In a stunning interview from his cell in Nepal, Charles Sobhraj says he wants Virgin mogul Sir Richard Branson and the ex-wife of Amazon founder Jeff Bezos to fund a movie.
Frenchman Sobhraj, 76, is serving a 20-year sentence for a double murder but is suspected of having killed more than 20.
Yet in a series of calls from the rat infested central prison in Kathmandu, he still maintains that he is innocent and even complains that he was denied seven million euros in compensation for “illegal imprisonment”. .
He told the Sunday Mirror: “I am absolutely innocent in these cases. I am released in three to four weeks. If you wish, you can come and do an interview and then come back with me on the same flight.
“I will be fully released. We can make an arrangement, but you have to do two favors for me.
“Richard Branson and Mackenzie Scott, the ex-wife of Jeff Bezos. She has two secretaries. If you can find me the number for a secretary in DC and also for Richard. I was in contact with Richard Branson a few months ago.
“I want to offer a cinema contract. My book is going to be published in about a month. We can have a meeting and an interview and whatever you want. When I am released, we will fly home. ”
Its explosions come in the wake of the transatlantic success of the BBC series The Serpent, which cataloged its trade in twisted gemstones – and its murders.
It left a trail of bodies across Southeast Asia, targeting backpackers in the 1970s and 1980s.
More than 31 million Britons watched the drama in which the killer is played by French actor Tahar Rahim and his French-Canadian lover, Marie-Andrée, is played by British actress Jenna Coleman of renowned Doctor Who.
Sobhraj told us he also wanted to discuss the flogging of his life story rights to Mackenzie, 50, who pledged to give half of his £ 50 billion wealth after he divorced the boss of ‘Amazon Bezos.
Still, there is no indication that she or Branson want to be involved with the demon.
Offering to give a revealing interview, he bafflingly asks Branson, 70, to immediately send a “seasoned lawyer” to discuss the terms of his movie deal.
He also claims he will be released in two weeks after a Supreme Court ruling – although the truth is he will likely remain locked up until 2024.
Sobhraj said his trial in Nepal in 2004 was illegal and ignores the findings of a report by the United Nations Human Rights Committee.
He said, “Look, look, about the guilt, I’m innocent. On July 27, 2010, 12 members of the HRC rendered a judgment in which they declared that my two cases in Nepal were illegal. I am not guilty.
“Moreover, after the 12 members of the HRC declared themselves on the trial, they should release me within 90 days, but they did not do so. And then we asked for compensation of seven million euros in Nepal. I am absolutely innocent in these cases. . ”
In fact, the human rights agency said it had neither acquitted him nor asked for his release.
He said, however, that there had been “specific concerns regarding the conduct of his trial and his conditions of detention”. Sobhraj, who has access to newspapers and international television channels in prison, has been linked to as many as two dozen murders in Nepal, India, Malaysia and Thailand.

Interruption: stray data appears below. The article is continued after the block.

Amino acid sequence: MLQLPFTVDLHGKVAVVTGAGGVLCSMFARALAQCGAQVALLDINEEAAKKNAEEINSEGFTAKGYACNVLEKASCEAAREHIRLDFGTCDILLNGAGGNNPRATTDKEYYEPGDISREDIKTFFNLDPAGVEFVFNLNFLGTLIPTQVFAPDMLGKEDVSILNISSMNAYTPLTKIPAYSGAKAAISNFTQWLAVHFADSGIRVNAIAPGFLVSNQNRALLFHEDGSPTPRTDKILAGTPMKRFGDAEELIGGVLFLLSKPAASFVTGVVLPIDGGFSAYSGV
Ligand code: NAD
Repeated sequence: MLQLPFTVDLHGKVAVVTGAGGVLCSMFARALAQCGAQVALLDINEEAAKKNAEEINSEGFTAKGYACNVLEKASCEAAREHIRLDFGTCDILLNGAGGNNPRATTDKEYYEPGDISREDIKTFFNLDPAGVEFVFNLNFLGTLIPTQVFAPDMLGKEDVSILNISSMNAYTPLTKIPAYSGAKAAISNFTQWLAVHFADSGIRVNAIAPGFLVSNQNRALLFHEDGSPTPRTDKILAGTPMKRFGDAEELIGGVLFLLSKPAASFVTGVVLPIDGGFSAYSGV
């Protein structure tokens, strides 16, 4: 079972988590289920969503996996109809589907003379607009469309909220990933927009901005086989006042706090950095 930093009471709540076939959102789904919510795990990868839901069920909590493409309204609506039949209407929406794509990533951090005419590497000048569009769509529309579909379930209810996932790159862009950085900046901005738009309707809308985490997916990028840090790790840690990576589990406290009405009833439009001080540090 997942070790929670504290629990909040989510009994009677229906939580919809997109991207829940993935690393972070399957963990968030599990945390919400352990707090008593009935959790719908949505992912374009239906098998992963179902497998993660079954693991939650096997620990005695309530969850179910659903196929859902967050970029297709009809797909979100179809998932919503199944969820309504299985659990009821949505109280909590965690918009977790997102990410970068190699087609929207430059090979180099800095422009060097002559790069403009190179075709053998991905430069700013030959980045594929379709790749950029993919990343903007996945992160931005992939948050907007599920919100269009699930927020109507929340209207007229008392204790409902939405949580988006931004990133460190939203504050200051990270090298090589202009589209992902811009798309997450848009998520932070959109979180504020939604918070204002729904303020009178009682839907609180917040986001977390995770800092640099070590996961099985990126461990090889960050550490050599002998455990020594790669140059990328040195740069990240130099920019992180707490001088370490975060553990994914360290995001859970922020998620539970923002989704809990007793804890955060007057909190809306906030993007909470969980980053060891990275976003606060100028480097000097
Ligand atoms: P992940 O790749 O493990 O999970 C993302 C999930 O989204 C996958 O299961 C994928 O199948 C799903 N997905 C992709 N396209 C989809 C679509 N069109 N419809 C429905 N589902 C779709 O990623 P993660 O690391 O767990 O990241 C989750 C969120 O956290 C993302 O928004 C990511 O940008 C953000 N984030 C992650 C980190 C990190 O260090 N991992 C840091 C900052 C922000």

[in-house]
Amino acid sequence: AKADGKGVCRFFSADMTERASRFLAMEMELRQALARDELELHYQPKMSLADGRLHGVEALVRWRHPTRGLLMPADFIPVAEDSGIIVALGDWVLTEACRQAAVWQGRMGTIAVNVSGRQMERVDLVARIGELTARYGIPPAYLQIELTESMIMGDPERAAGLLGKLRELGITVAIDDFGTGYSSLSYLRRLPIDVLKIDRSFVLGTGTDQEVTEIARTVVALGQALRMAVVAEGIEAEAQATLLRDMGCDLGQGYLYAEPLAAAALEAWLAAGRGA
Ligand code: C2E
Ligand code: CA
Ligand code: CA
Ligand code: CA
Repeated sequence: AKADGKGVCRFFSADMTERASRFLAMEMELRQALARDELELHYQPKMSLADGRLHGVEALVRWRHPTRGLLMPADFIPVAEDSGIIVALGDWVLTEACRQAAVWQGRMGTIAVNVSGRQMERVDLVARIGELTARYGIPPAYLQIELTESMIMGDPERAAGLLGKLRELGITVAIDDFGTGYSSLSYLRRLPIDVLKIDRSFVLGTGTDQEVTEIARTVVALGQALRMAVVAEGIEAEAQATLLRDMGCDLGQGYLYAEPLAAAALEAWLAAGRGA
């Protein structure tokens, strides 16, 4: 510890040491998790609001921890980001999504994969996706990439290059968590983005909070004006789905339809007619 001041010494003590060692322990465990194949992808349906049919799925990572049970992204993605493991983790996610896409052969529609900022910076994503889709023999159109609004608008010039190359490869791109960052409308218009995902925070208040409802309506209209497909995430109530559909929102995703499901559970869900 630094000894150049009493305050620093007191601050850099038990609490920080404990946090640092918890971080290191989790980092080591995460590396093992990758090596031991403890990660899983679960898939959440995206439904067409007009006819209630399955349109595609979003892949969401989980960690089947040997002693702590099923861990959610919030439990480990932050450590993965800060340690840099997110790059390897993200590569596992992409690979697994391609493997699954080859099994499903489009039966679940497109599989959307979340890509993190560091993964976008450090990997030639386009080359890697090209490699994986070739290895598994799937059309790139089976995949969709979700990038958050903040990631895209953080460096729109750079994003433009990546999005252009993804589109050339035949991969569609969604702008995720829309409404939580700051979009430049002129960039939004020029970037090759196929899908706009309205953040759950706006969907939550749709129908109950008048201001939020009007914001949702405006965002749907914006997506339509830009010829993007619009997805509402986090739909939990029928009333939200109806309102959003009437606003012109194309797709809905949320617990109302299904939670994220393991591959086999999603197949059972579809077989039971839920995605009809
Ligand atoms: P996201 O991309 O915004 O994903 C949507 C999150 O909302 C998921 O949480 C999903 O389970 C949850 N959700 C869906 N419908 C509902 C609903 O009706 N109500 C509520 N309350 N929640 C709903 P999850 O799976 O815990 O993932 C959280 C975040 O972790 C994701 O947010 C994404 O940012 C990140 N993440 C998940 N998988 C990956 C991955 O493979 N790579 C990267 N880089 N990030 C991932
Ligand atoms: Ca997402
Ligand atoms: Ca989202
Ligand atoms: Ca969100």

His first prison sentence was for burglary in Paris in 1963. Upon his release, he flirted with Parisian high society while amassing wealth through burglaries, car thefts and scams.
He eventually had to flee and fled for years using stolen passports.
During the 1970s and 1980s, he used his knowledge of gems and backpacker routes to lure unsuspecting Westerners into his circle.
Those who resisted his lucrative scams were poisoned. Some victims found only in swimsuits were declared victims of the “Bikini Killer”.
Over time, Slippery Sobhraj became known as the Serpent.
He killed American hiker Connie Jo Boronzich, 29, and Canadian tourist Laurent Carrière, 26, in Nepal in 1975. He would evade justice in Thailand for almost 30 years.
But the Indian authorities nailed him in 1976. Along with Leclerc, he was trapped in Delhi and jailed for the attempted robbery of a group of French students.
Leclerc was diagnosed with ovarian cancer and was allowed to return home to Canada, where she died in 1984, aged 38.
Sobhraj, meanwhile, remained in prison in India. But he was still on a 20-year arrest warrant in Thailand, where he faced the death penalty for the 1975 murders.
In 1986, two years before his release in India, Sobhraj threw a party for the guards, drugged them and escaped.
He was arrested and, as he hoped, his sentence was extended by a decade. The Thai arrest warrant therefore expired while he was still inside – and he was never extradited for murder.
In 1997, the then 52-year-old Sobhraj set off again and returned to Paris for a comfortable life, enjoying his infamy – and even posing with a newspaper headline about his release.
There has been talk of a Hollywood biopic and reports that he charged “fans” $ 5,000 to have lunch with him.
Then, inexplicably, he flew to Nepal.
What prompted Sobhraj to return to the scene of his crime in 2004 has always remained a mystery. Some claim he was fueled by arrogance and his constant need for attention.
But the liar says he worked as an arms dealer for the Taliban in Pakistan and passed information to the US Central Intelligence Agency.
Sobhraj said, “At the time, I was doing something with the Americans in Pakistan for the CIA.”